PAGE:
The battle between Senators Kirsten Gillibrand and Claire McCaskill over a military sexual assault bill sounds eerily familiar if you've been keeping up with Season Two of "House of Cards."
In this week's Movie Date podcast, Rafer and Kristen hop into the WABAC machine for a trip to the rebooted world of "Mr. Peabody & Sherman" and the sword and sandal past of "300: Rise of An Empire." And bonus: to help them better understand the true identity of Mister Peabody, they are joined by Sarah Montague, WNYC's resident dog expert, who covers, among other dog-related events, the Westminster Kennel Club dog show.
There are currently 80,000 people being held in solitary confinement across America. Many of these prisoners have been there for years or decades without any human contact. In an effort to understand what these prisoners are feeling, Colorado Department of Corrections Executive Director Rick Raemisch submitted himself to 20 hours of “administration segregation,” more commonly known as solitary confinement. Three Oscar-winners also took action to explore how prisoners are feeling behind bars. Documentarian Alex Gibney, narrator Susan Sarandon, and producer Robert Redford, coalesced to create “Death Row Stories.”
In this very special Movie Date bonus podcast, listeners have a chance to re-listen to Rafer and Kristen's Oscar predictions from earlier in this year. Also, all three parts from The Takeaway series "Real People / Best Pictures" (produced by Kristen and hosted by John Hockenberry) are here, with some voices we don't normally hear on Oscar night (but maybe should).
This week's Movie Date podcast looks at the newest attempt to put the life of Jesus Christ on film, in "Son of God." The movie takes content from a ten-hour History Channel miniseries, produced by Mark Burnett (of "Survivor" fame). Does it work as a feature film? Is it a successful proseltyzing tool? Kristen and Rafer also review "Non-Stop," the newest Liam Neeson-led action flick, which asks listeners to "listen very carefully," and maybe shows you how to smoke in an airplane toilet. All that, plus a love letter to Rafer and some biblical movie trivia!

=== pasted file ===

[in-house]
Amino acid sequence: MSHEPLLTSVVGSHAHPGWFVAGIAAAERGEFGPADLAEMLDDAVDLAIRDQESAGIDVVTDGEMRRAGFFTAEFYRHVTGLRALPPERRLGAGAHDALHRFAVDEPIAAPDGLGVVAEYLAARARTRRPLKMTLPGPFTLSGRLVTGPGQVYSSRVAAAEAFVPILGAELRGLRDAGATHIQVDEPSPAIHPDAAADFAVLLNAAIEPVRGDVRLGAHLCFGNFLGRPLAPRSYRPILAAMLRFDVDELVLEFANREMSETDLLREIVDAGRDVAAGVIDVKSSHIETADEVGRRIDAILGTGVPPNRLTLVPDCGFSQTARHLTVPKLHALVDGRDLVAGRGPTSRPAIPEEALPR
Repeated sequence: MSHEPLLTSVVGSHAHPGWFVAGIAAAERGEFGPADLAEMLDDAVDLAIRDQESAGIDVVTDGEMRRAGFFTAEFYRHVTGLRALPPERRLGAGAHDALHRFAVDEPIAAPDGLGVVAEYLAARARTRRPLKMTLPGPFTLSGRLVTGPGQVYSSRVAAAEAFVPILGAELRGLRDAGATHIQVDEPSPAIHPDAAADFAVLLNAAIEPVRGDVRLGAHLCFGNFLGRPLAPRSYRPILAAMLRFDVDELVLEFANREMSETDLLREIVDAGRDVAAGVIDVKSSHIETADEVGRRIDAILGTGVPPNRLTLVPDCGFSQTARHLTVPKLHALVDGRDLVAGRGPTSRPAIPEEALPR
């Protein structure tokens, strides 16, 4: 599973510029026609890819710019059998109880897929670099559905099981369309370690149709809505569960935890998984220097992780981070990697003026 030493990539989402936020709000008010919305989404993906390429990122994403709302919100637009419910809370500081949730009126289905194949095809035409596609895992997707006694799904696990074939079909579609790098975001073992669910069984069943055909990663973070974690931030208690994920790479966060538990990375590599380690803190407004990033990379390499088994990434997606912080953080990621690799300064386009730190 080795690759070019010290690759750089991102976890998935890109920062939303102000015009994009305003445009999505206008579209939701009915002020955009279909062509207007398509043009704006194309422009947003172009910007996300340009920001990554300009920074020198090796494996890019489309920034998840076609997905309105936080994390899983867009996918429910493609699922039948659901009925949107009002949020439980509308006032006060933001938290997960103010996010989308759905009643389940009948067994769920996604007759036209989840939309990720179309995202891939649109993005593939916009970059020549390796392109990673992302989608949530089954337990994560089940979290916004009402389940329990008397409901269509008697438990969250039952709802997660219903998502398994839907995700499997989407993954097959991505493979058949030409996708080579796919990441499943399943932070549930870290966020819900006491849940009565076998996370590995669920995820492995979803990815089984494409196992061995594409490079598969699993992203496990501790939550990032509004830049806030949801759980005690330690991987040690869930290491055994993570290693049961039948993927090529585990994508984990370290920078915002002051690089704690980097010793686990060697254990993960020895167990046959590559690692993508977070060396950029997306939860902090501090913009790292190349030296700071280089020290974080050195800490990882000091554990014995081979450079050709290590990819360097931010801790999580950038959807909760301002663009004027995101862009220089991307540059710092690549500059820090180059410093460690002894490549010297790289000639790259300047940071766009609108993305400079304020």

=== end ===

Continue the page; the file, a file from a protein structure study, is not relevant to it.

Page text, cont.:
We've got 27 amendments so far, including the right to free speech and the right to bear arms. Should we add a 28th? What would it look like? Kerry Sautner, vice president of visitor experience and education the National Constitution Center, explains what it takes to get an amendment ratified, and what a 28th Amendment might look like.
Also on Today's Show: Concerns over a Russian-backed separatist movement in the Crimean region of Ukraine is giving the international community serious pause...First Lady Michelle Obama announced a series of proposed changes to U.S. food labeling rules yesterday. Will these new labels really change eating habits?...We're only two days away from the Superbowl of movies: Oscar night! Though you may not have seen all of the nominees, our Movie Date Team has and they give us their predictions.
Our Movie Date team has given us their predictions in the big categories for Oscar night, but there's another smaller category that's getting a lot of buzz this year: The original song category. In fact, the category has never been so modern, hip, and controversial. John Schaefer, host of Soundcheck on our partner station WNYC, walks us through the nominees.
Our "Real People/Best Pictures" series continues as we look at "American Hustle." The film tells the story of the FBI's Abscam sting investigation, which ended with the prosecution of six U.S. representatives, a U.S. senator, and many other public officials. Gregory Wallance was a member of the Abscam prosecution team as an assistant United States attorney. He talks about what the actual case was like, and how the movie differs from the real life events.
All this week on our "Real People / Best Pictures" series, we're looking at some of the films that are nominated for Best Picture, and exploring the stories with people who are intimately connected with the films. "12 Years A Slave" tells the story of Solomon Northup, who was enslaved until he was eventually able to regain his freedom 12 years later. The film is based on Northup’s memoir, which was a bestseller during his time. Today we talk to Clayton Adams, the great-great-great-grandson of Solomon Northup.